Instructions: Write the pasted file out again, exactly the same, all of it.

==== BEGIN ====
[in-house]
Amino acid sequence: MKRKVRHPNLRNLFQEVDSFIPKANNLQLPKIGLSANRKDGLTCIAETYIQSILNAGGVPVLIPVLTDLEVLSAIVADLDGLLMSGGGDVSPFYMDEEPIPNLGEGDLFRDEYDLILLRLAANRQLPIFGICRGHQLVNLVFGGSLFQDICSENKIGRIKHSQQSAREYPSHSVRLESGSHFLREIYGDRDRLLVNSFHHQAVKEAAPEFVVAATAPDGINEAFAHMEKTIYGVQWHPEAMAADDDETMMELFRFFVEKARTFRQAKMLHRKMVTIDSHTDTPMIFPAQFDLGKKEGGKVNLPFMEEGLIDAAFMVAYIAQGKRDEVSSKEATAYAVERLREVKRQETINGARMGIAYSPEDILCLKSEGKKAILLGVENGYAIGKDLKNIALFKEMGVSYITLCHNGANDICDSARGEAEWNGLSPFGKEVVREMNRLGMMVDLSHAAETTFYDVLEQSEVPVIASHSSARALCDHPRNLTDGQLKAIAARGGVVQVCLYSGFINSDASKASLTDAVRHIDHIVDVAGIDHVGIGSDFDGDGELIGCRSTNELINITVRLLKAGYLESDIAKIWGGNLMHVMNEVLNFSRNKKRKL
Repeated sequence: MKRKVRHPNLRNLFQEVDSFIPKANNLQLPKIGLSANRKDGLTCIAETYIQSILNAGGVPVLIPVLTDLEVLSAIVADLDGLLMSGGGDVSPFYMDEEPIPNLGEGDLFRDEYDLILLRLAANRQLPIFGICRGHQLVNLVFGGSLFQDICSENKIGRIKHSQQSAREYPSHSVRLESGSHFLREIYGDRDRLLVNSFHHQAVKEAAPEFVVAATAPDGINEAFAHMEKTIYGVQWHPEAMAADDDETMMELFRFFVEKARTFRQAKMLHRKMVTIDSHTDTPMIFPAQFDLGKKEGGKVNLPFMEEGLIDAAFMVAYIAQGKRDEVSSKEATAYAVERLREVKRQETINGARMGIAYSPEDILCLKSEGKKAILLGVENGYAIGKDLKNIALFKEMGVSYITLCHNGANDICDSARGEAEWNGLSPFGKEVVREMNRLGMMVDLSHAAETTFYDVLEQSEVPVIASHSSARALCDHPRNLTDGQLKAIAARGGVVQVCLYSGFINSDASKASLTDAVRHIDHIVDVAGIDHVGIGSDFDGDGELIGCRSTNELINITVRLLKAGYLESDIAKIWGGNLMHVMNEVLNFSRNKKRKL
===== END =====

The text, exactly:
[in-house]
Amino acid sequence: MKRKVRHPNLRNLFQEVDSFIPKANNLQLPKIGLSANRKDGLTCIAETYIQSILNAGGVPVLIPVLTDLEVLSAIVADLDGLLMSGGGDVSPFYMDEEPIPNLGEGDLFRDEYDLILLRLAANRQLPIFGICRGHQLVNLVFGGSLFQDICSENKIGRIKHSQQSAREYPSHSVRLESGSHFLREIYGDRDRLLVNSFHHQAVKEAAPEFVVAATAPDGINEAFAHMEKTIYGVQWHPEAMAADDDETMMELFRFFVEKARTFRQAKMLHRKMVTIDSHTDTPMIFPAQFDLGKKEGGKVNLPFMEEGLIDAAFMVAYIAQGKRDEVSSKEATAYAVERLREVKRQETINGARMGIAYSPEDILCLKSEGKKAILLGVENGYAIGKDLKNIALFKEMGVSYITLCHNGANDICDSARGEAEWNGLSPFGKEVVREMNRLGMMVDLSHAAETTFYDVLEQSEVPVIASHSSARALCDHPRNLTDGQLKAIAARGGVVQVCLYSGFINSDASKASLTDAVRHIDHIVDVAGIDHVGIGSDFDGDGELIGCRSTNELINITVRLLKAGYLESDIAKIWGGNLMHVMNEVLNFSRNKKRKL
Repeated sequence: MKRKVRHPNLRNLFQEVDSFIPKANNLQLPKIGLSANRKDGLTCIAETYIQSILNAGGVPVLIPVLTDLEVLSAIVADLDGLLMSGGGDVSPFYMDEEPIPNLGEGDLFRDEYDLILLRLAANRQLPIFGICRGHQLVNLVFGGSLFQDICSENKIGRIKHSQQSAREYPSHSVRLESGSHFLREIYGDRDRLLVNSFHHQAVKEAAPEFVVAATAPDGINEAFAHMEKTIYGVQWHPEAMAADDDETMMELFRFFVEKARTFRQAKMLHRKMVTIDSHTDTPMIFPAQFDLGKKEGGKVNLPFMEEGLIDAAFMVAYIAQGKRDEVSSKEATAYAVERLREVKRQETINGARMGIAYSPEDILCLKSEGKKAILLGVENGYAIGKDLKNIALFKEMGVSYITLCHNGANDICDSARGEAEWNGLSPFGKEVVREMNRLGMMVDLSHAAETTFYDVLEQSEVPVIASHSSARALCDHPRNLTDGQLKAIAARGGVVQVCLYSGFINSDASKASLTDAVRHIDHIVDVAGIDHVGIGSDFDGDGELIGCRSTNELINITVRLLKAGYLESDIAKIWGGNLMHVMNEVLNFSRNKKRKL